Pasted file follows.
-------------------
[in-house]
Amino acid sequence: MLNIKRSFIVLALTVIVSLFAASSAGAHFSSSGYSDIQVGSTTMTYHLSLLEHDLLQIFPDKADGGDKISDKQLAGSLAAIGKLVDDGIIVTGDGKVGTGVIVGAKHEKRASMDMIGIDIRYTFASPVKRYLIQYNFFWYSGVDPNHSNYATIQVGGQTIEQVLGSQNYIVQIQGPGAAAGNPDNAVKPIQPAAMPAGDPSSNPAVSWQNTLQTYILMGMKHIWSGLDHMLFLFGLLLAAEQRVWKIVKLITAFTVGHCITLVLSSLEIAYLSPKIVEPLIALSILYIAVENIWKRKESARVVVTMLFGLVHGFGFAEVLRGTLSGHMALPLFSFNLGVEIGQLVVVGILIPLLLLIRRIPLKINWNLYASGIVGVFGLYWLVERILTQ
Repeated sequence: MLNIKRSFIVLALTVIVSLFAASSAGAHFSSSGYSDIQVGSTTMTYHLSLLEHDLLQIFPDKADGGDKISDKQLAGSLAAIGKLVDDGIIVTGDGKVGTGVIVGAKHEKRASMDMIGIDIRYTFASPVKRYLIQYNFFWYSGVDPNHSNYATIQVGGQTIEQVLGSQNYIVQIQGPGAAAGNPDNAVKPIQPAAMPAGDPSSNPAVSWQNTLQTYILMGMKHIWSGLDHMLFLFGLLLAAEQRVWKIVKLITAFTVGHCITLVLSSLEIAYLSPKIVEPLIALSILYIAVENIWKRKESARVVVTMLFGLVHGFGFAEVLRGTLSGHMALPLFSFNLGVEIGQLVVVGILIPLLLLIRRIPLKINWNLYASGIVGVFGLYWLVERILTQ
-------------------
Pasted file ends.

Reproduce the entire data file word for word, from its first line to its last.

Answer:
[in-house]
Amino acid sequence: MLNIKRSFIVLALTVIVSLFAASSAGAHFSSSGYSDIQVGSTTMTYHLSLLEHDLLQIFPDKADGGDKISDKQLAGSLAAIGKLVDDGIIVTGDGKVGTGVIVGAKHEKRASMDMIGIDIRYTFASPVKRYLIQYNFFWYSGVDPNHSNYATIQVGGQTIEQVLGSQNYIVQIQGPGAAAGNPDNAVKPIQPAAMPAGDPSSNPAVSWQNTLQTYILMGMKHIWSGLDHMLFLFGLLLAAEQRVWKIVKLITAFTVGHCITLVLSSLEIAYLSPKIVEPLIALSILYIAVENIWKRKESARVVVTMLFGLVHGFGFAEVLRGTLSGHMALPLFSFNLGVEIGQLVVVGILIPLLLLIRRIPLKINWNLYASGIVGVFGLYWLVERILTQ
Repeated sequence: MLNIKRSFIVLALTVIVSLFAASSAGAHFSSSGYSDIQVGSTTMTYHLSLLEHDLLQIFPDKADGGDKISDKQLAGSLAAIGKLVDDGIIVTGDGKVGTGVIVGAKHEKRASMDMIGIDIRYTFASPVKRYLIQYNFFWYSGVDPNHSNYATIQVGGQTIEQVLGSQNYIVQIQGPGAAAGNPDNAVKPIQPAAMPAGDPSSNPAVSWQNTLQTYILMGMKHIWSGLDHMLFLFGLLLAAEQRVWKIVKLITAFTVGHCITLVLSSLEIAYLSPKIVEPLIALSILYIAVENIWKRKESARVVVTMLFGLVHGFGFAEVLRGTLSGHMALPLFSFNLGVEIGQLVVVGILIPLLLLIRRIPLKINWNLYASGIVGVFGLYWLVERILTQ